While you’re listening, be processing more than just their words. What does their tone or body language tell you? Obviously if you’re conducting the conversation remotely, you’re going to rely on tone and what they actually say, unless you’re using a video link.
If you don’t understand the other person’s viewpoint, acknowledge that you don’t and ask questions. This at least lets them know that you’re prepared to listen and are interested in understanding their view.
The results of any difficult conversation tend to revolve around your ability to remain calm and on task, and how focused you are on coming to a reasonable solution.
If possible, involving the other person in coming up with solutions is a good way to keep the relationship on track and have you both working toward a common goal. If you can, find something you like from what they’ve suggested and work to build upon it. Keeping them engaged will go a long way toward getting a positive result.
Just remember here that you may need to offer something back. For example:
- If you’re delivering bad news to an employee (you need to let them go), offer a recommendation if possible.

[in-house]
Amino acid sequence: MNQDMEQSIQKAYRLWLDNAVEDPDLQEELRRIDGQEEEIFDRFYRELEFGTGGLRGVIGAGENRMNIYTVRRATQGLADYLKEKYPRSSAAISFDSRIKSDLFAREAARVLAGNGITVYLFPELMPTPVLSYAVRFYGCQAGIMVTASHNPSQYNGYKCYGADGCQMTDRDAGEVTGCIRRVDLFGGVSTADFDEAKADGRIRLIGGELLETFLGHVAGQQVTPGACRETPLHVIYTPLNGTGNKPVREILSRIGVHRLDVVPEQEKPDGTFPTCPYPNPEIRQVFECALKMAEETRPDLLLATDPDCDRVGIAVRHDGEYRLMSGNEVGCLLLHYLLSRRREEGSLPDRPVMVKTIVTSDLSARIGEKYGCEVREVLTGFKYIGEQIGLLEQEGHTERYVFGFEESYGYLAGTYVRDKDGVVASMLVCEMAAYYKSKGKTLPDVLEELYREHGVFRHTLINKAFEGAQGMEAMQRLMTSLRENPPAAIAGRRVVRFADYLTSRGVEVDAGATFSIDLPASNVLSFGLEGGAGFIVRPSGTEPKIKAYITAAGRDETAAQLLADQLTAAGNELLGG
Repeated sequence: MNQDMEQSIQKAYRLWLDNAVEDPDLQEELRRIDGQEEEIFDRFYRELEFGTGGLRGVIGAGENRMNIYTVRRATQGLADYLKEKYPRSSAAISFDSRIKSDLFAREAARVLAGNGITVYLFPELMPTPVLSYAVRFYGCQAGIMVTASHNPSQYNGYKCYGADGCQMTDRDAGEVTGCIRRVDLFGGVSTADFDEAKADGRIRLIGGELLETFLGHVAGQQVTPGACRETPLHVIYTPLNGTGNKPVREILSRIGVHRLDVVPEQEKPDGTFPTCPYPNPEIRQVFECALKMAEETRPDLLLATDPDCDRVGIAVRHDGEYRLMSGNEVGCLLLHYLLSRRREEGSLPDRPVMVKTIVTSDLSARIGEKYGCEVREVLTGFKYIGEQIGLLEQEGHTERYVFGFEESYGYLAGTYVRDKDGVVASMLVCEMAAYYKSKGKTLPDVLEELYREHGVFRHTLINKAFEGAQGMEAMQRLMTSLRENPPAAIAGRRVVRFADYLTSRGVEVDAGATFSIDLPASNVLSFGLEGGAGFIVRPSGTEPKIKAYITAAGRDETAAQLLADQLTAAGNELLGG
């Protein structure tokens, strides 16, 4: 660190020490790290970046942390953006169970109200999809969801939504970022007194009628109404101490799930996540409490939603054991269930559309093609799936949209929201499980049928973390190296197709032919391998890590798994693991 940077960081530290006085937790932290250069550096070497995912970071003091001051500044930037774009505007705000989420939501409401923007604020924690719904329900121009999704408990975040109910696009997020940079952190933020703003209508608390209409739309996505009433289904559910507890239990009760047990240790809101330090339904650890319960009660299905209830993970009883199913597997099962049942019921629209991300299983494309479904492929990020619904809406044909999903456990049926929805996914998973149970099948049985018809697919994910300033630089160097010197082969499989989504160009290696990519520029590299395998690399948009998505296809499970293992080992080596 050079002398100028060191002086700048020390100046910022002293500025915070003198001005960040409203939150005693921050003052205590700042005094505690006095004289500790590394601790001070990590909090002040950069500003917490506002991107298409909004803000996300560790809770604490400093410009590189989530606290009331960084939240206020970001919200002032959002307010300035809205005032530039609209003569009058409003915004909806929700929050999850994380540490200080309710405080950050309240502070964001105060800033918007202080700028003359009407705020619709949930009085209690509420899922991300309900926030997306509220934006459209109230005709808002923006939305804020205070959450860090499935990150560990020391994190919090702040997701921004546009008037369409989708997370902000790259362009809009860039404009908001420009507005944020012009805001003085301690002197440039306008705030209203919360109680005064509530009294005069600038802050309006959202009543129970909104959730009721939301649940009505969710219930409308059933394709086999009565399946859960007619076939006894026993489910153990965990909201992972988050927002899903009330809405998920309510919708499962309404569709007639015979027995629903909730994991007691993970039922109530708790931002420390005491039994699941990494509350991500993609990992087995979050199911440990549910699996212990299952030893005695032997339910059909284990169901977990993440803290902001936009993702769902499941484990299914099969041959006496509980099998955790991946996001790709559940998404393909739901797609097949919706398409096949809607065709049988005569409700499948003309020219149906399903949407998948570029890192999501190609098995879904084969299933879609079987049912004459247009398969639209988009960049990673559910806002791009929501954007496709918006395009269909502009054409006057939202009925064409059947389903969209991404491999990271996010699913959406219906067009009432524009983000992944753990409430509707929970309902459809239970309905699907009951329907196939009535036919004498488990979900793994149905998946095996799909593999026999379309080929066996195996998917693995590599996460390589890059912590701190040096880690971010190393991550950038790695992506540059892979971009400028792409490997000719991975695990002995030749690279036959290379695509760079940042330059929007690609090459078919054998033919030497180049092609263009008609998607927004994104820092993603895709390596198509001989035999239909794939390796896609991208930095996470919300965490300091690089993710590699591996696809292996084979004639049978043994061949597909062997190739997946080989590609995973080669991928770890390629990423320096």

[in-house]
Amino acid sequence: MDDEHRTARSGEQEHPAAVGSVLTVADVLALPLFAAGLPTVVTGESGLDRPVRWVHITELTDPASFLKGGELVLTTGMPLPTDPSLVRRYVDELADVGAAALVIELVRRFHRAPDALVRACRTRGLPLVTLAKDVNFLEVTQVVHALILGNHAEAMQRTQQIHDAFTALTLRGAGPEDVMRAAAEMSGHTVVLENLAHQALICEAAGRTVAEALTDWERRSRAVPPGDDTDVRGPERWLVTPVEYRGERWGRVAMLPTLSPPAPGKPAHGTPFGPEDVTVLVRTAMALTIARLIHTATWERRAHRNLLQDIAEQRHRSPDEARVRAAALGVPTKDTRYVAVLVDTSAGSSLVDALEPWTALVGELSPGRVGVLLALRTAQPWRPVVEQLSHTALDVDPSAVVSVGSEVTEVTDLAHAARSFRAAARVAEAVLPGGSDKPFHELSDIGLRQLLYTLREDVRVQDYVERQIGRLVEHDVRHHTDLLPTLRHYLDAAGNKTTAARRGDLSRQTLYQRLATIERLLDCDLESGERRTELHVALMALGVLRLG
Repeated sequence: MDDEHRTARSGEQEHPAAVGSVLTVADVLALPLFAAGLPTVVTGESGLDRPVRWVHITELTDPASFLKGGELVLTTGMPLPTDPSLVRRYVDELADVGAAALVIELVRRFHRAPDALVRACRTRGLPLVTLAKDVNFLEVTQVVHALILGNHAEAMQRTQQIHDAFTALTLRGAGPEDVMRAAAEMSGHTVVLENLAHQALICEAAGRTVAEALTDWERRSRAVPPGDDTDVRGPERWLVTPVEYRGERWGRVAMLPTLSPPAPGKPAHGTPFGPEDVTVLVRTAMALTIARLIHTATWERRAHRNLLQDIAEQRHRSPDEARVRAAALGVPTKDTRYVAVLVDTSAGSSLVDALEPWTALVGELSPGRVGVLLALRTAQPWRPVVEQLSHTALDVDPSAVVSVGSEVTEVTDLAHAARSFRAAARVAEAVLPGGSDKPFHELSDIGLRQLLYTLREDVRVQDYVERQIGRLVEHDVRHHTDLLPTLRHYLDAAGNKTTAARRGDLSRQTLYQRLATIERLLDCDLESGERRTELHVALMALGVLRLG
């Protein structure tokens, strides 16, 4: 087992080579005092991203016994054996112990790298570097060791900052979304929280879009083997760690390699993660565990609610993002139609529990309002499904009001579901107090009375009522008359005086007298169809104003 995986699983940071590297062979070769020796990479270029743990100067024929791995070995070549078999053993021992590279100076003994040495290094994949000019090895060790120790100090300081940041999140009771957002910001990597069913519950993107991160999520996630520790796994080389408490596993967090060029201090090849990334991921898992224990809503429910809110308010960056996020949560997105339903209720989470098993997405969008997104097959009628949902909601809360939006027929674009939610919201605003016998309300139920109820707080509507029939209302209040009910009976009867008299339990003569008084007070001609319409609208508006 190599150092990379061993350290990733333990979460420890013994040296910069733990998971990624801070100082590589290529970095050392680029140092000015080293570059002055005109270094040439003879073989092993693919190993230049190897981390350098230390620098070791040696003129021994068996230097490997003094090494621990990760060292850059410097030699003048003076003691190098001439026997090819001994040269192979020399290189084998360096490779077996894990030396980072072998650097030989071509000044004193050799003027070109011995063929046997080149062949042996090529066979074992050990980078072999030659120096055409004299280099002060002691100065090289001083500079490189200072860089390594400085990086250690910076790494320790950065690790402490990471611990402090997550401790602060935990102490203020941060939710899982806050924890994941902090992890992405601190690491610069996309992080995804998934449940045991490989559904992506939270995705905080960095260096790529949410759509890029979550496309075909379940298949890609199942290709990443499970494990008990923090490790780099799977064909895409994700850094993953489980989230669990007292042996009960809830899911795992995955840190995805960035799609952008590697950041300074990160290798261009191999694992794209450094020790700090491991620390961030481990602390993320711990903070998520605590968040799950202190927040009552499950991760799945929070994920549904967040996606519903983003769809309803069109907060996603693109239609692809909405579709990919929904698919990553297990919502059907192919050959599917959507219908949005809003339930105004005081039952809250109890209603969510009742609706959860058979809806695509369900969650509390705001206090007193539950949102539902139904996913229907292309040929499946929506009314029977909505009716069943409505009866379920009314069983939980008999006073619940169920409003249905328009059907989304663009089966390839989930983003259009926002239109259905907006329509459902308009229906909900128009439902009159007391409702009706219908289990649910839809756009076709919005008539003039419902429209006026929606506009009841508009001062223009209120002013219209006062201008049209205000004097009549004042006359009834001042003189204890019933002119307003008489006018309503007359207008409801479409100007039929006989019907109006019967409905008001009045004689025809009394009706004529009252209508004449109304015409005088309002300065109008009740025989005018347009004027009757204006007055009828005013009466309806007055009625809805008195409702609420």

- If you’re telling a client you won’t be able to complete something as they’ve asked, offer a reasonable alternative solution so they at least feel that you are making an effort.
- If you’re having a “poor performance” conversation with an employee, offer a solution for how you can support them to improve.
You may be willing to make some compromises, but always come back to those original thoughts about what you’re hoping to accomplish. Get something out of it that works toward that goal and do not bend on your essential values.
Confirm The Next Steps
This is often the part that gets left out with any difficult conversation. The participants are often eager for the conversation to finish and walk away in relief when they think they’ve got a solution. However, the issue hasn’t concluded until you’ve put the next steps in place, so be sure to confirm these before you part.
Need a quick checklist for difficult conversations? Grab ours here.
Difficult conversations can weigh heavily on our minds and cause stress which often turns out to be unnecessary. If you’re looking at having one of those conversations, prepare your mindset first so that you’re set on accomplishing a goal rather than any emotive actions.
Be prepared, connect with the other person, explain concisely and, most importantly, listen. Everyone wants to feel that their views have been heard.
Remain solution-focused and calm throughout. These two factors will play the biggest role in whether or not the conversation turns out well. Finally, make sure you’ve put next steps in place before concluding the conversation. These are essential for getting action on the issue.